to a newer version? Does it show the risks behind the update, the implemented behavior changes, a new
behavior/features that were added? Keep these questions in mind when reviewing the merge request and its title.
Contributors may not be aware of the above information, and that their titles may not match our requirements. Try to educate the contributor about this.
In the end, it’s your responsibility to verify and update the title before the merge request is merged.
We use labels assigned to merge requests to group changelog entries in different groups and define some special features of individual entries.
There are few important things that the reviewer should know about Changelog generator:
GitLab Changelog analyzes merge request labels in the order in which
label_matchersare defined. First matched scope is used for the analyzed merge request.
For example, if there would be two merge request - first one containing labels
bug, second one containing only the
buglabel - and there would be three matchers defined in this order:
[security, bug] -> [security] -> [bug], then the first merge request would be added to the scope matched by
[security, bug](so the first defined on the list) and the second merge request would be added to the scope matched by
[bug](so the last defined scope on the list).
Merge requests labeled with labels defined at
authorship_labelswill be added to the changelog with the author’s username added at the end. All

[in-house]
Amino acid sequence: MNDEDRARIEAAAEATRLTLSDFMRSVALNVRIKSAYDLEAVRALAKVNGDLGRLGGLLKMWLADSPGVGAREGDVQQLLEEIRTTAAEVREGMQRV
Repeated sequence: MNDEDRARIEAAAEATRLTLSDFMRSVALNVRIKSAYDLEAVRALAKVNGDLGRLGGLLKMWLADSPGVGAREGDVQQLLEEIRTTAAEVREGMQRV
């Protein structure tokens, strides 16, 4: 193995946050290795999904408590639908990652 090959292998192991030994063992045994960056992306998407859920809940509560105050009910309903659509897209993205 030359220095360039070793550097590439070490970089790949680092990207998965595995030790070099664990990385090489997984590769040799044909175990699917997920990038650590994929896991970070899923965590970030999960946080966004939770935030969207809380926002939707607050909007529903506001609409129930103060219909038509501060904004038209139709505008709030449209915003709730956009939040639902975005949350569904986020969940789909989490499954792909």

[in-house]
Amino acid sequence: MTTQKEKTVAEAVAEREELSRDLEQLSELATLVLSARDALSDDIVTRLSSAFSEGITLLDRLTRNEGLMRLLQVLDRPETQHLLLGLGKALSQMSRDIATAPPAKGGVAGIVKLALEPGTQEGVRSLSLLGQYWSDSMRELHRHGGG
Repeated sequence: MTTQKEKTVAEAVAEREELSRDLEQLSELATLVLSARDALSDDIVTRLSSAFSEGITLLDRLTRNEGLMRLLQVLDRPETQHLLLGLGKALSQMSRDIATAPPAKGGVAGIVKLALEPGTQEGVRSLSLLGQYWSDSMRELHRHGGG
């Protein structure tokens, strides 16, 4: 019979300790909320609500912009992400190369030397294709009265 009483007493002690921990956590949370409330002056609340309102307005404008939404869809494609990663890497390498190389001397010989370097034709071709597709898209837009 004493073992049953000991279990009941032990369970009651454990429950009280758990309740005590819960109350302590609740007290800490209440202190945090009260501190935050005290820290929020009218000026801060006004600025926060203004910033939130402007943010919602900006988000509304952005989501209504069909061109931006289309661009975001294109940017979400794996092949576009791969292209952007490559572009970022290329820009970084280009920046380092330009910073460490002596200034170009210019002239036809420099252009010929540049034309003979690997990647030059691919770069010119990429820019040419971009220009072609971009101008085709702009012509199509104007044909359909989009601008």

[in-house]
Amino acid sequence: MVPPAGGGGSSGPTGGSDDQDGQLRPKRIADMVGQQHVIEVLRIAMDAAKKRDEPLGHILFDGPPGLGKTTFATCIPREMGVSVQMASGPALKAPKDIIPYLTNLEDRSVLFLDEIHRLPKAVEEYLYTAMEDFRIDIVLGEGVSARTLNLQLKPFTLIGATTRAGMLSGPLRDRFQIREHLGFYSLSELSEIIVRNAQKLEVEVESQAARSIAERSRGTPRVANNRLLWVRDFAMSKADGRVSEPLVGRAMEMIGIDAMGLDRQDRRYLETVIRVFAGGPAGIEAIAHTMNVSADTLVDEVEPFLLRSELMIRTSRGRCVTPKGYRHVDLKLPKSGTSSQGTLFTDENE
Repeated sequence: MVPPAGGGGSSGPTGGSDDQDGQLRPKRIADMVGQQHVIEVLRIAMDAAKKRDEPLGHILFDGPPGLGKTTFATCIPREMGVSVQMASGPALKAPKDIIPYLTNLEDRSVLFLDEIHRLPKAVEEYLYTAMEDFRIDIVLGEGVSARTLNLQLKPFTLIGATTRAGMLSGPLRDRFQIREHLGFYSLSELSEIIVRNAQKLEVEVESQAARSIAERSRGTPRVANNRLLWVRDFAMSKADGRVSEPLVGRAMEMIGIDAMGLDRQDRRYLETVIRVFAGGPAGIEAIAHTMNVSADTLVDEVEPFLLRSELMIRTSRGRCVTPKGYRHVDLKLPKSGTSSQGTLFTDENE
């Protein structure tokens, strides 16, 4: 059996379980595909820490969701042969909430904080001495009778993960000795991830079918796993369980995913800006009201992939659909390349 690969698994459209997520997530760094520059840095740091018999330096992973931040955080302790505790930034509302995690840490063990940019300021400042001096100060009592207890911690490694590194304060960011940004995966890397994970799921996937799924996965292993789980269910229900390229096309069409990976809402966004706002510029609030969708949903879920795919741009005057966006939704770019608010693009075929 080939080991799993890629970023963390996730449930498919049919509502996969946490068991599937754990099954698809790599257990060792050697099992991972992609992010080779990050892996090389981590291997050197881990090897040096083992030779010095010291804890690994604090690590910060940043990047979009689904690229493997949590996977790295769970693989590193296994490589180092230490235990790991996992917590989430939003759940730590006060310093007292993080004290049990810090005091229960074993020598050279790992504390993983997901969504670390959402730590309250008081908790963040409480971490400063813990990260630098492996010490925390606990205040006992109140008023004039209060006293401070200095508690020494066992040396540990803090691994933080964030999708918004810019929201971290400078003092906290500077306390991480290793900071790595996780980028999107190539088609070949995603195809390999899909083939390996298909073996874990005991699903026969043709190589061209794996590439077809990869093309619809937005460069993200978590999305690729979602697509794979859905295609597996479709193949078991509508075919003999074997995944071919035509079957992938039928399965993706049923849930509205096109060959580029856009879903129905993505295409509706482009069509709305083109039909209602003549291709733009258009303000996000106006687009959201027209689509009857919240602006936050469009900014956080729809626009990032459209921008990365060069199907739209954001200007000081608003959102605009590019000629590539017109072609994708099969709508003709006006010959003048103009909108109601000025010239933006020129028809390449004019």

authorship_labelslabels need to be added to the merge request for it to be marked in this way.
Merge requests labeled with labels defined at
skip_changelog_labelswill be skipped in the changelog. All
skip_changelog_labelslabels need to be added to the merge request for it to be skipped.
Merge request not matching any of the defined
label_matchersare added to the
Other changesscope bucket.
Having all of that in mind, please follow these few rules when merging the merge request:
Any merge request related to how GitLab Runner or its parts are distributed should be labeled with the
Any merge request that touches security - no matter if it’s a new feature or a bug fix - should have the
securitylabel. All merge requests that are not
feature::additionwill be then added to the security scope.
Any bug fix merge request should have the
In most merge requests that are not documentation update only or explicitly a bug fix, make sure that one of the
tooling::labels is added. This will help us sort the changelog entries properly.
documentationlabel is added automatically when the Technical Writing review is done. Even when the merge request updates more than only documentation. If the merge request has only the
documentationlabel and doesn’t have any other label matching any of the defined
label_matchers- double check that the merge request updates the documentation only. Otherwise use one of the specific labels matching the type of the change that is being added!
When you revert a change that was merged during the same release cycle, label the original merge request and the revert one with labels defined in
skip_changelog_labels. This will reduce the manual work that release manager needs to do when preparing the release. We should not add entries about adding a change and reverting the change if both events happened in the same version.
If the revert merge request reverts something, that was merged to an already release version of GitLab Runner, just make sure to label it with the right scope labels. In that case we want to mark the revert in the changelog.
Please also take a moment to read through Engineering metrics data classification page, which gives some guidance about when certain labels should be used.
Dear reviewer, you’ve got your sword. Now go fight with the dragons!